It’s time to take the money and run. Money as in cryptocurrency, that is.
“A lot of regulators are bothered by Bitcoin. They are now getting together and will get pan-national commitments on how to regulate bitcoin. Take your profits, right now,” says Savio Tung, a recently retired CIO for $21.4 billion private equity firm Investcorp and now a senior advisor to executive chairman Mohammed Alardhi.
Anyone who started the year off buying Bitcoin has learned just how important Asian regulators are to its price movement. China banned Bitcoin exchanges last year. South Korea is aiming to do the same this year. So far, Bitcoin has not bounced back as strongly as it had following China’s ruling. The cryptocurrency is down 24% this year.
But for investors who have held it longer than January, Bitcoin has been a winning lottery ticket. It’s up 91% in three months. And over 330% in the last six months. Over the last 12 months, a $1,000 investment in Bitcoin has turned into around $11,460.
Bitcoin fell below $10,000 last week but has since returned to plus-10k territory. Cryptocurrency is a very risky bet and investors should liken it to casino chips rather than a real security at this point. Many investment banks and hedge funds are playing with client money, or the house money, testing the waters with bitcoin and other cryptos. It’s been nothing but lucky sevens, blackjack and a royal flush since, for most.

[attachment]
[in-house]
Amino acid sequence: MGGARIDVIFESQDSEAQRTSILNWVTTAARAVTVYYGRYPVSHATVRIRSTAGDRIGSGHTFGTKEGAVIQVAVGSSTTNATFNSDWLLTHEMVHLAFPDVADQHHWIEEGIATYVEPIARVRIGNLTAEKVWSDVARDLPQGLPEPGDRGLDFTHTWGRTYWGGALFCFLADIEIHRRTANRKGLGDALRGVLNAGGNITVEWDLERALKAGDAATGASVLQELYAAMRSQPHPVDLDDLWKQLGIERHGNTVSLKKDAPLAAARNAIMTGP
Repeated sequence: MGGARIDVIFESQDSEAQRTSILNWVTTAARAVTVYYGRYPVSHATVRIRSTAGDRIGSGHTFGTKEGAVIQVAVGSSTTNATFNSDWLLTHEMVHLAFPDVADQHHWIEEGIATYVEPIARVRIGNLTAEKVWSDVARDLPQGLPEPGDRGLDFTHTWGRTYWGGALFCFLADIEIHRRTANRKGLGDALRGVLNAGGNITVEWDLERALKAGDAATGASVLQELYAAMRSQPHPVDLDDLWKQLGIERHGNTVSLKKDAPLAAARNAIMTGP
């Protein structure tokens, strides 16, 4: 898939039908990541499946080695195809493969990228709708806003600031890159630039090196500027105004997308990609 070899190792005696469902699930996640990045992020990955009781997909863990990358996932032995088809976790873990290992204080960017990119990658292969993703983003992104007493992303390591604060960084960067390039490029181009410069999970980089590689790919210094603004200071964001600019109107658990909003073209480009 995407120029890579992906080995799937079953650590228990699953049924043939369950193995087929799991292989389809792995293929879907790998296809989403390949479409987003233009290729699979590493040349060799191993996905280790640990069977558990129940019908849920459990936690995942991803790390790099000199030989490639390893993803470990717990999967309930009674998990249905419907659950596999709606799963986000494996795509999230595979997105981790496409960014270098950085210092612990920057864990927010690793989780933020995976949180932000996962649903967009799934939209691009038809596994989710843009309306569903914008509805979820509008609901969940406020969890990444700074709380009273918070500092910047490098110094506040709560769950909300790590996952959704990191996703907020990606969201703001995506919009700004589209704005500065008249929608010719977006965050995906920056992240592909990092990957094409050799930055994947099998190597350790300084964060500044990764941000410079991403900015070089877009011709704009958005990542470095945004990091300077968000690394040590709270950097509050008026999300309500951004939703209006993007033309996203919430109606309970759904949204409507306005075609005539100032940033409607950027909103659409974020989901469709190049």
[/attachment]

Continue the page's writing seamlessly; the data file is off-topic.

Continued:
Even considering Bitcoin’s high of around $20,000, bitcoin has still been a money maker in a very short period of time. The ongoing decline is not all South Korea’s fault.
Visa recently forced the shut down of some of the cryptocurrency cards in Europe. BitConnect announced its plan to close its lending and exchange platform, adding more negative headlines to an industry that can’t even sign up new customers let alone sell them out of the market when it’s crashing. The entire industry is in its infancy, and to some, it’s akin to a freak show: flamethrower coins, bearded lady coins…
Headlines from South Korea are not helpful. Most investors doubt South Korea will be able to ban all of its exchanges, and if they did, the locals would do what the Chinese did: move money into exchanges in other countries. Japan is a possible respite.
Investors may also be switching to cheaper coins.
Despite Bitcoin’s meteoric rise in price, it has never been the best-performing cryptocurrency on an annualized basis, according to an analysis by U.K.-based Merchant Machine.
Ripple was the best-performing currency in both 2014 and 2017. In 2015, Litecoin had the best 1-year return, although Stellar Lumens had the best return from 2015-2018. Ethereum was the best-performing currency of 2016. Only Bitcoin, Ripple and Litecoin have appeared in the top 10 performers for all years.